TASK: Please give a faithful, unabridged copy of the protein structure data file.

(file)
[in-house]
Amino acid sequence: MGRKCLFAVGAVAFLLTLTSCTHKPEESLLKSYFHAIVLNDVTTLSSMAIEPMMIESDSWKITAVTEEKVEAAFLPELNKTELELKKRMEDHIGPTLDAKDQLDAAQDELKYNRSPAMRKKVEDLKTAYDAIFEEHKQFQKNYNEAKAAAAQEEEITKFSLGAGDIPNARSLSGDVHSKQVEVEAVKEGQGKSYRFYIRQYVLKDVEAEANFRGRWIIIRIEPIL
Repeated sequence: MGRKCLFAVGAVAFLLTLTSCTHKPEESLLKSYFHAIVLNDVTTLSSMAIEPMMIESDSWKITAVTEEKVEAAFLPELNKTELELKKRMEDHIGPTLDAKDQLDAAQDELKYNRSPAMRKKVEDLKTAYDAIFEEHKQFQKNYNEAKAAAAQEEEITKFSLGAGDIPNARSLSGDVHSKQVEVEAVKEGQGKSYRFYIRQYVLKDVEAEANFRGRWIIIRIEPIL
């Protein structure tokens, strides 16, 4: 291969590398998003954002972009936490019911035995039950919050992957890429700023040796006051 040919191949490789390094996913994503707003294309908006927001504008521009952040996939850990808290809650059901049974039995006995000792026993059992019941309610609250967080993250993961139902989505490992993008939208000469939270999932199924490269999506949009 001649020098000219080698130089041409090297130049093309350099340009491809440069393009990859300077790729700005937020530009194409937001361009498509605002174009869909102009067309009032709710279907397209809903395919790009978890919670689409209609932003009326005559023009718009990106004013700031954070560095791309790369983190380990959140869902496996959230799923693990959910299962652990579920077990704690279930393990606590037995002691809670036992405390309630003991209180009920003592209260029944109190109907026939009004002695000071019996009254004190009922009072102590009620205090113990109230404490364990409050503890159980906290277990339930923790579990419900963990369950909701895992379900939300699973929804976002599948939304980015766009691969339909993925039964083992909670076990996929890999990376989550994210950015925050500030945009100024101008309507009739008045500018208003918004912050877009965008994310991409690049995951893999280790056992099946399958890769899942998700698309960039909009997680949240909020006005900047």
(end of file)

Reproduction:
[in-house]
Amino acid sequence: MGRKCLFAVGAVAFLLTLTSCTHKPEESLLKSYFHAIVLNDVTTLSSMAIEPMMIESDSWKITAVTEEKVEAAFLPELNKTELELKKRMEDHIGPTLDAKDQLDAAQDELKYNRSPAMRKKVEDLKTAYDAIFEEHKQFQKNYNEAKAAAAQEEEITKFSLGAGDIPNARSLSGDVHSKQVEVEAVKEGQGKSYRFYIRQYVLKDVEAEANFRGRWIIIRIEPIL
Repeated sequence: MGRKCLFAVGAVAFLLTLTSCTHKPEESLLKSYFHAIVLNDVTTLSSMAIEPMMIESDSWKITAVTEEKVEAAFLPELNKTELELKKRMEDHIGPTLDAKDQLDAAQDELKYNRSPAMRKKVEDLKTAYDAIFEEHKQFQKNYNEAKAAAAQEEEITKFSLGAGDIPNARSLSGDVHSKQVEVEAVKEGQGKSYRFYIRQYVLKDVEAEANFRGRWIIIRIEPIL
């Protein structure tokens, strides 16, 4: 291969590398998003954002972009936490019911035995039950919050992957890429700023040796006051 040919191949490789390094996913994503707003294309908006927001504008521009952040996939850990808290809650059901049974039995006995000792026993059992019941309610609250967080993250993961139902989505490992993008939208000469939270999932199924490269999506949009 001649020098000219080698130089041409090297130049093309350099340009491809440069393009990859300077790729700005937020530009194409937001361009498509605002174009869909102009067309009032709710279907397209809903395919790009978890919670689409209609932003009326005559023009718009990106004013700031954070560095791309790369983190380990959140869902496996959230799923693990959910299962652990579920077990704690279930393990606590037995002691809670036992405390309630003991209180009920003592209260029944109190109907026939009004002695000071019996009254004190009922009072102590009620205090113990109230404490364990409050503890159980906290277990339930923790579990419900963990369950909701895992379900939300699973929804976002599948939304980015766009691969339909993925039964083992909670076990996929890999990376989550994210950015925050500030945009100024101008309507009739008045500018208003918004912050877009965008994310991409690049995951893999280790056992099946399958890769899942998700698309960039909009997680949240909020006005900047």